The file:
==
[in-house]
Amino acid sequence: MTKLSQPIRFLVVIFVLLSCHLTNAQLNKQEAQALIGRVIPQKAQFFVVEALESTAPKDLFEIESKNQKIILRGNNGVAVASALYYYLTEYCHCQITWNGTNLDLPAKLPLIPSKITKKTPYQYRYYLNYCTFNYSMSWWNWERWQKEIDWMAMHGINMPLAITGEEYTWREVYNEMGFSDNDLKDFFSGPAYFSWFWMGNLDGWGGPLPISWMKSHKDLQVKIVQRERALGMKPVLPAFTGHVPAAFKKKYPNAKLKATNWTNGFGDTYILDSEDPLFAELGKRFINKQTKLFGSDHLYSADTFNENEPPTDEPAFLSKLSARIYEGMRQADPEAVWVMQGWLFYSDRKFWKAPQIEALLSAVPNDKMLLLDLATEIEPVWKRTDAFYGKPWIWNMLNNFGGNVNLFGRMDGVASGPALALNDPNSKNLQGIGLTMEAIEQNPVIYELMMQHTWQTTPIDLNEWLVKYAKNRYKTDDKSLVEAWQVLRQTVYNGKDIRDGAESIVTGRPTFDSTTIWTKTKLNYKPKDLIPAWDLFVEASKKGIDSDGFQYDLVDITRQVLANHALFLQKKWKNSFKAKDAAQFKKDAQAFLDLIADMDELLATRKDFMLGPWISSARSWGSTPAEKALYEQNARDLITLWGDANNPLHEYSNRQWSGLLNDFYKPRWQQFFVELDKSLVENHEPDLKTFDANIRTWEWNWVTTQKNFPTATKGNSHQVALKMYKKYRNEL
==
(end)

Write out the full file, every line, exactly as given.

[in-house]
Amino acid sequence: MTKLSQPIRFLVVIFVLLSCHLTNAQLNKQEAQALIGRVIPQKAQFFVVEALESTAPKDLFEIESKNQKIILRGNNGVAVASALYYYLTEYCHCQITWNGTNLDLPAKLPLIPSKITKKTPYQYRYYLNYCTFNYSMSWWNWERWQKEIDWMAMHGINMPLAITGEEYTWREVYNEMGFSDNDLKDFFSGPAYFSWFWMGNLDGWGGPLPISWMKSHKDLQVKIVQRERALGMKPVLPAFTGHVPAAFKKKYPNAKLKATNWTNGFGDTYILDSEDPLFAELGKRFINKQTKLFGSDHLYSADTFNENEPPTDEPAFLSKLSARIYEGMRQADPEAVWVMQGWLFYSDRKFWKAPQIEALLSAVPNDKMLLLDLATEIEPVWKRTDAFYGKPWIWNMLNNFGGNVNLFGRMDGVASGPALALNDPNSKNLQGIGLTMEAIEQNPVIYELMMQHTWQTTPIDLNEWLVKYAKNRYKTDDKSLVEAWQVLRQTVYNGKDIRDGAESIVTGRPTFDSTTIWTKTKLNYKPKDLIPAWDLFVEASKKGIDSDGFQYDLVDITRQVLANHALFLQKKWKNSFKAKDAAQFKKDAQAFLDLIADMDELLATRKDFMLGPWISSARSWGSTPAEKALYEQNARDLITLWGDANNPLHEYSNRQWSGLLNDFYKPRWQQFFVELDKSLVENHEPDLKTFDANIRTWEWNWVTTQKNFPTATKGNSHQVALKMYKKYRNEL